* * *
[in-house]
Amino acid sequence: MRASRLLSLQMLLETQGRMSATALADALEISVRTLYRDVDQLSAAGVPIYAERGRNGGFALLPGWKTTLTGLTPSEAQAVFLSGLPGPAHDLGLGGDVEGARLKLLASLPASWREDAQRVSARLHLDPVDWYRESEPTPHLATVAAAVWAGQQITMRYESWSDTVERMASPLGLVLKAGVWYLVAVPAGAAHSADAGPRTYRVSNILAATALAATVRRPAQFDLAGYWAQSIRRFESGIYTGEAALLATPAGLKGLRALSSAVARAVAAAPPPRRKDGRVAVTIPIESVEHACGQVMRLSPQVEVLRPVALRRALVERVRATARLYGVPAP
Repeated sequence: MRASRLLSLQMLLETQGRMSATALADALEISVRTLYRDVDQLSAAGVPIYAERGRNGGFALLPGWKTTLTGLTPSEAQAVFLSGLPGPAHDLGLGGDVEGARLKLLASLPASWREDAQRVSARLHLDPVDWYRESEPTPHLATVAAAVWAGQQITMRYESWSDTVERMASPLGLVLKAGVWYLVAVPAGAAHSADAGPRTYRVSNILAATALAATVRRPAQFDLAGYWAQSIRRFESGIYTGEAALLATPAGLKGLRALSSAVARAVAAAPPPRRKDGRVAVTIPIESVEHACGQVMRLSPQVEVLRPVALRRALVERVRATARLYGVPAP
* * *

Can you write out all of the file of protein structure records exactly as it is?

[in-house]
Amino acid sequence: MRASRLLSLQMLLETQGRMSATALADALEISVRTLYRDVDQLSAAGVPIYAERGRNGGFALLPGWKTTLTGLTPSEAQAVFLSGLPGPAHDLGLGGDVEGARLKLLASLPASWREDAQRVSARLHLDPVDWYRESEPTPHLATVAAAVWAGQQITMRYESWSDTVERMASPLGLVLKAGVWYLVAVPAGAAHSADAGPRTYRVSNILAATALAATVRRPAQFDLAGYWAQSIRRFESGIYTGEAALLATPAGLKGLRALSSAVARAVAAAPPPRRKDGRVAVTIPIESVEHACGQVMRLSPQVEVLRPVALRRALVERVRATARLYGVPAP
Repeated sequence: MRASRLLSLQMLLETQGRMSATALADALEISVRTLYRDVDQLSAAGVPIYAERGRNGGFALLPGWKTTLTGLTPSEAQAVFLSGLPGPAHDLGLGGDVEGARLKLLASLPASWREDAQRVSARLHLDPVDWYRESEPTPHLATVAAAVWAGQQITMRYESWSDTVERMASPLGLVLKAGVWYLVAVPAGAAHSADAGPRTYRVSNILAATALAATVRRPAQFDLAGYWAQSIRRFESGIYTGEAALLATPAGLKGLRALSSAVARAVAAAPPPRRKDGRVAVTIPIESVEHACGQVMRLSPQVEVLRPVALRRALVERVRATARLYGVPAP